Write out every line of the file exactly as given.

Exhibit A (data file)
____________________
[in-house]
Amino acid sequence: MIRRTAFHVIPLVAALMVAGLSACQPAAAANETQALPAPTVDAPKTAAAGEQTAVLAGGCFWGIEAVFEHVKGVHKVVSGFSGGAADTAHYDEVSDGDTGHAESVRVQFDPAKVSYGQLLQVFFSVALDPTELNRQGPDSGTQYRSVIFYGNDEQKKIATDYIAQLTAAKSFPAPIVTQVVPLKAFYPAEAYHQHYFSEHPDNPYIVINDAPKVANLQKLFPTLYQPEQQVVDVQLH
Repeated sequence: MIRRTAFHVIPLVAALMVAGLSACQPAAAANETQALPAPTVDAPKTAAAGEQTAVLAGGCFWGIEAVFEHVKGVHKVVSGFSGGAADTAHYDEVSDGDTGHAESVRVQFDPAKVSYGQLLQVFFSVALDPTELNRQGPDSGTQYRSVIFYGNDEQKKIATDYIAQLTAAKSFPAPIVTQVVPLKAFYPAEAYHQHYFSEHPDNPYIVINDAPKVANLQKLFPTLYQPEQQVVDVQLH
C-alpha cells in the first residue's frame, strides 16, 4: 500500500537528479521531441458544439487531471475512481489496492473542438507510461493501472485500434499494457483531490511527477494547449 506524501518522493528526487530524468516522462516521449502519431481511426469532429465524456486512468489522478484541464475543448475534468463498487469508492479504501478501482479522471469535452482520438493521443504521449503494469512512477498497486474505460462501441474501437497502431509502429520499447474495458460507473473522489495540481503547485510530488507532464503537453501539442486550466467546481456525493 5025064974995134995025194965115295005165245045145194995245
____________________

[in-house]
Amino acid sequence: MIRRTAFHVIPLVAALMVAGLSACQPAAAANETQALPAPTVDAPKTAAAGEQTAVLAGGCFWGIEAVFEHVKGVHKVVSGFSGGAADTAHYDEVSDGDTGHAESVRVQFDPAKVSYGQLLQVFFSVALDPTELNRQGPDSGTQYRSVIFYGNDEQKKIATDYIAQLTAAKSFPAPIVTQVVPLKAFYPAEAYHQHYFSEHPDNPYIVINDAPKVANLQKLFPTLYQPEQQVVDVQLH
Repeated sequence: MIRRTAFHVIPLVAALMVAGLSACQPAAAANETQALPAPTVDAPKTAAAGEQTAVLAGGCFWGIEAVFEHVKGVHKVVSGFSGGAADTAHYDEVSDGDTGHAESVRVQFDPAKVSYGQLLQVFFSVALDPTELNRQGPDSGTQYRSVIFYGNDEQKKIATDYIAQLTAAKSFPAPIVTQVVPLKAFYPAEAYHQHYFSEHPDNPYIVINDAPKVANLQKLFPTLYQPEQQVVDVQLH
C-alpha cells in the first residue's frame, strides 16, 4: 500500500537528479521531441458544439487531471475512481489496492473542438507510461493501472485500434499494457483531490511527477494547449 506524501518522493528526487530524468516522462516521449502519431481511426469532429465524456486512468489522478484541464475543448475534468463498487469508492479504501478501482479522471469535452482520438493521443504521449503494469512512477498497486474505460462501441474501437497502431509502429520499447474495458460507473473522489495540481503547485510530488507532464503537453501539442486550466467546481456525493 5025064974995134995025194965115295005165245045145194995245